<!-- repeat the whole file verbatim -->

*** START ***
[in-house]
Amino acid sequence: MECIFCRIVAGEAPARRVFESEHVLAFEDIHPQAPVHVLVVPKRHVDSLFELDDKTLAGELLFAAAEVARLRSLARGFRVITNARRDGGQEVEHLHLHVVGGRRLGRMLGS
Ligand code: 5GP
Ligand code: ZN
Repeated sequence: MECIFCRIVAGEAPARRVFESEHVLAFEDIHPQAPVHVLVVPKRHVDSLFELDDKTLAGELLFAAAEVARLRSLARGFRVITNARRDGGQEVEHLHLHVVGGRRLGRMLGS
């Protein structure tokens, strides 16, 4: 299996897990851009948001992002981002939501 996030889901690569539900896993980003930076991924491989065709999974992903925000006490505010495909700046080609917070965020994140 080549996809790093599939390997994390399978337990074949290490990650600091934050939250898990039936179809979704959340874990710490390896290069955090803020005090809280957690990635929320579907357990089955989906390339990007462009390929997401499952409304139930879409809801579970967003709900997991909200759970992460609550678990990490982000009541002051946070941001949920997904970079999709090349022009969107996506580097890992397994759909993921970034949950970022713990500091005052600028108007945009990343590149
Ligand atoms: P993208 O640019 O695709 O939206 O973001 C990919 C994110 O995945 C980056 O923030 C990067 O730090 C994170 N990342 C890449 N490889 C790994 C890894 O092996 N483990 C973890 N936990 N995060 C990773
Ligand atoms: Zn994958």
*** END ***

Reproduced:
[in-house]
Amino acid sequence: MECIFCRIVAGEAPARRVFESEHVLAFEDIHPQAPVHVLVVPKRHVDSLFELDDKTLAGELLFAAAEVARLRSLARGFRVITNARRDGGQEVEHLHLHVVGGRRLGRMLGS
Ligand code: 5GP
Ligand code: ZN
Repeated sequence: MECIFCRIVAGEAPARRVFESEHVLAFEDIHPQAPVHVLVVPKRHVDSLFELDDKTLAGELLFAAAEVARLRSLARGFRVITNARRDGGQEVEHLHLHVVGGRRLGRMLGS
């Protein structure tokens, strides 16, 4: 299996897990851009948001992002981002939501 996030889901690569539900896993980003930076991924491989065709999974992903925000006490505010495909700046080609917070965020994140 080549996809790093599939390997994390399978337990074949290490990650600091934050939250898990039936179809979704959340874990710490390896290069955090803020005090809280957690990635929320579907357990089955989906390339990007462009390929997401499952409304139930879409809801579970967003709900997991909200759970992460609550678990990490982000009541002051946070941001949920997904970079999709090349022009969107996506580097890992397994759909993921970034949950970022713990500091005052600028108007945009990343590149
Ligand atoms: P993208 O640019 O695709 O939206 O973001 C990919 C994110 O995945 C980056 O923030 C990067 O730090 C994170 N990342 C890449 N490889 C790994 C890894 O092996 N483990 C973890 N936990 N995060 C990773
Ligand atoms: Zn994958």